Robert McDonald Visits Class
Earlier this month, Fuqua’s Board of Visitors arrived on campus for its semi-annual meeting. The event boasted a star-studded roster, but perhaps one of the most notable members was Proctor & Gamble CEO and Chairman Robert McDonald. Mr. McDonald leads a company that, aside from being a frequent employer of Fuqua grads, shares the sense of ethics, teamwork, and personal development that have distinguished Fuqua.
Graciously, Mr. McDonald volunteered a few minutes of his time following the BOV meeting to chat about his experiences in Prof. Joe Leboeuf’s Managing Human Assets course. A man who shepherds 129,000 employees is certainly credentialed to speak on such matters, and he offered answers to a wide variety of questions. Two of us were present in the class, and have our own opinions about the session.
What struck me most about Mr. McDonald was his highly personable manner. I suppose this shouldn’t have been surprising. Most CEOs probably have this trait in mass quantities. But there was something about the dialogue between this high-powered CEO and a classroom full of students that suggested the learning was going in both directions. Mr. McDonald showed legitimate interest in what we were saying. I reasoned that this was important for him. After all, it’s a changing business world, with today’s employees shackled with more and more concerns to complement their ever-increasing skill sets. We, at Fuqua, are supposed to embody that change.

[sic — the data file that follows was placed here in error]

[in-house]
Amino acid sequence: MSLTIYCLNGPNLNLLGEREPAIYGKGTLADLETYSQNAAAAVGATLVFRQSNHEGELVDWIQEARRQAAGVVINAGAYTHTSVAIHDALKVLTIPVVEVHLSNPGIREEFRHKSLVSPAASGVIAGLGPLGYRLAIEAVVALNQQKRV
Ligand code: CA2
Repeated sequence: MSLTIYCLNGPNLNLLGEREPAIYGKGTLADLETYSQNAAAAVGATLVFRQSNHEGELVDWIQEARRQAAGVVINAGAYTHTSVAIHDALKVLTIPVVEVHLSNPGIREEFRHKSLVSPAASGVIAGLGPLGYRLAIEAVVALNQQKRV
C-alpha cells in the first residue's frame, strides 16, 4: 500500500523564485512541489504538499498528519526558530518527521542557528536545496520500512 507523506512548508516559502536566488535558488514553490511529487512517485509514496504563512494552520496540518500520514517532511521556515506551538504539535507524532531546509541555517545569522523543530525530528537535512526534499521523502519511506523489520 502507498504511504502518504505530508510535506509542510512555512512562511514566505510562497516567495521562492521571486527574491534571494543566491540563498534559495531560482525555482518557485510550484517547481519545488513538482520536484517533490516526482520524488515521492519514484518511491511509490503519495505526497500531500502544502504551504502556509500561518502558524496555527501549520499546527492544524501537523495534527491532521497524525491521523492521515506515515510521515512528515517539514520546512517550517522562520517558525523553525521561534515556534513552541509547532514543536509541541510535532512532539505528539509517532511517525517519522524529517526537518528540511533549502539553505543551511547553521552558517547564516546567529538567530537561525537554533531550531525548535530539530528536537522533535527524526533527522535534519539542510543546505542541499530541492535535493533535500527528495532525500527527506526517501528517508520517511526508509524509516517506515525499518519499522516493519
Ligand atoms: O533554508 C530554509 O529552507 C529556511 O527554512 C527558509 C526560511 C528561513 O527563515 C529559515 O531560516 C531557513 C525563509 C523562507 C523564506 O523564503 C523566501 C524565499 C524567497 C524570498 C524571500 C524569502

Mr. McDonald depicted a unique culture within his enterprise, one whose upper ranks were populated exclusively from within. A main tenet of the class, to date, has been that culture can be directly responsible for the success of the firm, and that the lack of an identity can be a cause of failure. The CEO’s words certainly echoed that notion. He cited the emphasis on individual initiative as a driver of new, successful products, and that the indoctrination of culture, from an early age, promoted tranquility within the firm that most employees appreciate. But as he reminded us, not every culture is for everyone, and recruiting is of the utmost importance in finding employees who will fit, and make P&G’s concerns their own concerns.
Business school has exposed me to a wide range of incredible people and opportunities and hearing Bob McDonald speak was no exception. As Mike mentioned above, when Mr. McDonald spoke to our class, he seemed genuinely interested in hearing our questions and providing us with honest responses. He worked his way to the top during his 30 years at P&G, held many different roles and responsibilities and partook in a 2-year training process to become CEO. In my shoes, I am a first-year student who is about to reenter the workforce for my summer internship. A C-level role is a faraway thought now, but Mr. McDonald highlighted the important parts of leadership and showed us how we can use them at Fuqua and in our future careers.
Mr. McDonald’s Words of Wisdom:
- Prepare yourself to be the best leaders possible to help transform the world
- The scarcest resources are good leaders
- Be open to learning from different cultures
- When you promote from within create tools and training programs to make that process successful
- Find people who want to make a difference and have impacts on other people’s lives
- Manage your relationships
- Don’t let somebody else define success for you